However, contact reasons are not able to demonstrate the volume of failure demand in customer communications, nor the root causes for failure demand. And it is precisely by identifying and analysing failure demand that would make visible the weaknesses of the organisation that repeatedly and unnecessarily lead to customer contact.
Does the solution require consulting, technology or fortune-bearing?
Identifying failure demand has previously required lengthy consulting processes. Customer contacts and customer service’s ability to solve customer problems during the first contact have been manually reviewed and analysed. However, manual analysis is neither scalable nor cost-effective. In addition, if the actual development work can only be started after months of doing analysis, the customers’ everyday lives – and problems – may already have changed.
Luckily, consultancy is not the only possible option anymore. Aiwo is the first service provider in the market that offers unique technology for identifying failure demand. This is a significant innovation in the field of customer service, as it will greatly accelerate the discovery of root causes and a situational picture of failure demand. The technology also enables real-time monitoring of the effectiveness of development activities.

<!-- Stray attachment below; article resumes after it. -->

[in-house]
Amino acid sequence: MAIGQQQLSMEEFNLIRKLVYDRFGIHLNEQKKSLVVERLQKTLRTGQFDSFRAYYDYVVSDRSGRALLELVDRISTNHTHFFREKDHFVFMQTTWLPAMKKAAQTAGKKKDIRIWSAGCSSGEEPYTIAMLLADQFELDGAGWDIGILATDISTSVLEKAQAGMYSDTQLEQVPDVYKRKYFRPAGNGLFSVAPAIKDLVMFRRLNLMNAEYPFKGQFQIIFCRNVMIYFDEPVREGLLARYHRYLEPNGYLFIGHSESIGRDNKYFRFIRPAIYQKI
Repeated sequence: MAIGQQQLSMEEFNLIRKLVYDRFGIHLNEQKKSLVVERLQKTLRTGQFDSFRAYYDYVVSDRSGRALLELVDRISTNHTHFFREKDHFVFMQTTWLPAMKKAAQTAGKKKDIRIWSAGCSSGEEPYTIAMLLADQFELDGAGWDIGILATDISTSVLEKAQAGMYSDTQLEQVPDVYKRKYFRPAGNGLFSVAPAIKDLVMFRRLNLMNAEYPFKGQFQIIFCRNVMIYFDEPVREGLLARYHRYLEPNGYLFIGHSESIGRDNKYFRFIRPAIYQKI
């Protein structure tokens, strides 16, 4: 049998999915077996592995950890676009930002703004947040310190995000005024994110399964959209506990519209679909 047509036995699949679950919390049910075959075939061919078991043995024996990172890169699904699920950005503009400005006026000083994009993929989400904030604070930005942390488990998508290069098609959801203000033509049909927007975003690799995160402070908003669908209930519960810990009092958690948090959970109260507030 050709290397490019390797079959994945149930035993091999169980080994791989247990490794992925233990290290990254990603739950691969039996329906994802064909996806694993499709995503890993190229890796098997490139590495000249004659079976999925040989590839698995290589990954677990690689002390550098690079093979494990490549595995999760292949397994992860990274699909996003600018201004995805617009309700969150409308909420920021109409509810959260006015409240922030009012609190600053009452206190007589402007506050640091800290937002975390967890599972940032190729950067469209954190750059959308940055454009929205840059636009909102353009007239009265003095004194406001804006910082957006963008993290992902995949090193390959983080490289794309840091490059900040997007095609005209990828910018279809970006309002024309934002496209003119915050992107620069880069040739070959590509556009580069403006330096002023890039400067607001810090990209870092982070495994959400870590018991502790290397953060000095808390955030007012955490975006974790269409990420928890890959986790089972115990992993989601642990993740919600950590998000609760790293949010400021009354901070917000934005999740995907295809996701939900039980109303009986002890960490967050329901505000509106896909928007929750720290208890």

Of course, the identification of failure demand does not in itself eliminate the sources of failure demand. However, it guides you to the right development areas, which are usually related to something completely different from the customer service team’s efficiency in handling support tickets.
And the sooner the sources of failure demand can be identified, the sooner changes can be made to the service that will help provide customers with exactly the service they need. This, in turn, has really positive effects both in terms of cost development and customer and employee experience.
The number of customer contacts is not decreasing – reducing failure demand is already a competitive factor
According to a customer experience survey by Genesys, the number of customer contacts has almost doubled between 2020 and 2021. Everyday employees working in customer service have also recognised that customer contact volumes have been increasing for a long time now. Therefore I dare say that the volume of failure demand has also increased. If hiring more people in the customer service team is not an option, overtime work will continue to be one of the only options to tackle the huge ticket backlogs. Both of them are a costly way to solve the problem.
However, there is no use in optimising work that should not be done in the first place. A better way of managing the support ticket queues would be to minimise the volume of failure demand. Identifying failure demand is an efficient way to find the right areas for development to achieve this goal.
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We would love to hear your thoughts on our newest failure demand feature: do you find it useful or how could it serve your purposes even better? Book a time for a demo and I’ll walk you through it.